RIM Pushes Back on Jobs’ Claims
The problem: The antenna design (on the exterior of the iPhone 4) is vulnerable to performance problems based solely on how the user holds the phone to their head. Signal strength degrades appreciably when users touch a certain corner of the phone.
The antenna problem that caused Consumer Reports to deny endorsing the iPhone 4.0 has been strenuously rebutted by Apple CEO Steve Jobs who complained about the media frenzy and about how the issue has been blown out of proportion. ‘Antenna-gate’, according to RIM and Motorola is a design flaw of Apple’s own making. (See Wall Street Journal article).
Last week, Apple’s CEO showed videos of similar problems with other competing smartphones, reported that customer complaints were off 50% from previous phone releases and that customer returns were only a third of previous releases. Jobs also announced that Apple would issue a free phone cover to all customers. The cover prevents hand contact with the weak spot.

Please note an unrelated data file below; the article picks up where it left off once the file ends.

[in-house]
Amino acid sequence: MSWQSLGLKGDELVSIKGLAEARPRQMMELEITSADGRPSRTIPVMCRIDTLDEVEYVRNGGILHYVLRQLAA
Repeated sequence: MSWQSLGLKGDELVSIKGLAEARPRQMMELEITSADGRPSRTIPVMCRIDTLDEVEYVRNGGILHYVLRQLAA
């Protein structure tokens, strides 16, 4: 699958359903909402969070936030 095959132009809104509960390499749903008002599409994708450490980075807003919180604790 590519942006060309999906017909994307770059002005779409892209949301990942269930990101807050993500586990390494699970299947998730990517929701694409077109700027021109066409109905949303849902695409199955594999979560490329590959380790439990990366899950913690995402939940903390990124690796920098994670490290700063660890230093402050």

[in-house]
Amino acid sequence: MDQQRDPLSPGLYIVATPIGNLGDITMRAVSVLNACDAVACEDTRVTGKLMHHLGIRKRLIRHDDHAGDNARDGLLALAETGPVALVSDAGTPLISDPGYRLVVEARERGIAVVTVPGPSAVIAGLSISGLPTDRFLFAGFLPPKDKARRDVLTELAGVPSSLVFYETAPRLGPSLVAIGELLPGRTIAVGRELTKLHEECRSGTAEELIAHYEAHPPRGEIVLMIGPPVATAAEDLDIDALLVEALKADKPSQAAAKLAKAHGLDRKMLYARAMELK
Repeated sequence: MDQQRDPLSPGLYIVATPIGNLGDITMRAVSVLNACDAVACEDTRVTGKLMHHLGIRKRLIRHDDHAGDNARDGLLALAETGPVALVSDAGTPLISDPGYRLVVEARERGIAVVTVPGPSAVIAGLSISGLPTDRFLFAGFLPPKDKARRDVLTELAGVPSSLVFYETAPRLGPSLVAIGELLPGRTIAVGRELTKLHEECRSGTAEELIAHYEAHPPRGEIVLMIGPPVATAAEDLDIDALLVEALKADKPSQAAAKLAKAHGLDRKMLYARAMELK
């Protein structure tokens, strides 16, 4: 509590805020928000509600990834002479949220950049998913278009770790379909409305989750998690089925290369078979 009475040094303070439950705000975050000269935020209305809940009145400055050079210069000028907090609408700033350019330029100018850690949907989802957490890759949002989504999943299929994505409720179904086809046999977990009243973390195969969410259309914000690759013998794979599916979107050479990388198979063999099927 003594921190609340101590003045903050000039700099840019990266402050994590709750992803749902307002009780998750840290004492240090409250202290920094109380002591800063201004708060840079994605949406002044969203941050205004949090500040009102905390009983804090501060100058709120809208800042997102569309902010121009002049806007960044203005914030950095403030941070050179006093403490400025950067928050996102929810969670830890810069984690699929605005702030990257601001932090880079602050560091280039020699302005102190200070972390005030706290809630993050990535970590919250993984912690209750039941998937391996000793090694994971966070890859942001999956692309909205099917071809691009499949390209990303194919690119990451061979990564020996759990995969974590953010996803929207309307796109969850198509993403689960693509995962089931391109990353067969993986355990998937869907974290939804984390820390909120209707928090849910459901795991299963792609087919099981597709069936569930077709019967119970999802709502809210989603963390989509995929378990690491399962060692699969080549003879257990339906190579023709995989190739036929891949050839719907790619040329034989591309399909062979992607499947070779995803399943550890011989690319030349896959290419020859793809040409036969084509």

According to some observers, these steps significantly reduced the negative commentary on the Internet (blog and commentary tracking companies report on how your brand relates in real-time). But, as the WSJ reports, is this an Apple-specific issue, or is it true that other smart phones suffer the same issue?
RIM defended themselves with this statement issued on Saturday from co-CEOs Mike Lazaridis and Jim Balsillie (day after Jobs’ press conference):
“Apple’s attempt to draw RIM into Apple’s self-made debacle is unacceptable. Apple’s claims about RIM products appear to be deliberate attempts to distort the public’s understanding of an antenna design issue and to deflect attention from Apple’s difficult situation. RIM is a global leader in antenna design and has been successfully designing industry-leading wireless data products with efficient and effective radio performance for over 20 years. During that time, RIM has avoided designs like the one Apple used in the iPhone 4 and instead has used innovative designs which reduce the risk for dropped calls, especially in areas of lower coverage. One thing is for certain, RIM’s customers don’t need to use a case for their BlackBerry smartphone to maintain proper connectivity. Apple clearly made certain design decisions and it should take responsibility for these decisions rather than trying to draw RIM and others into a situation that relates specifically to Apple.”
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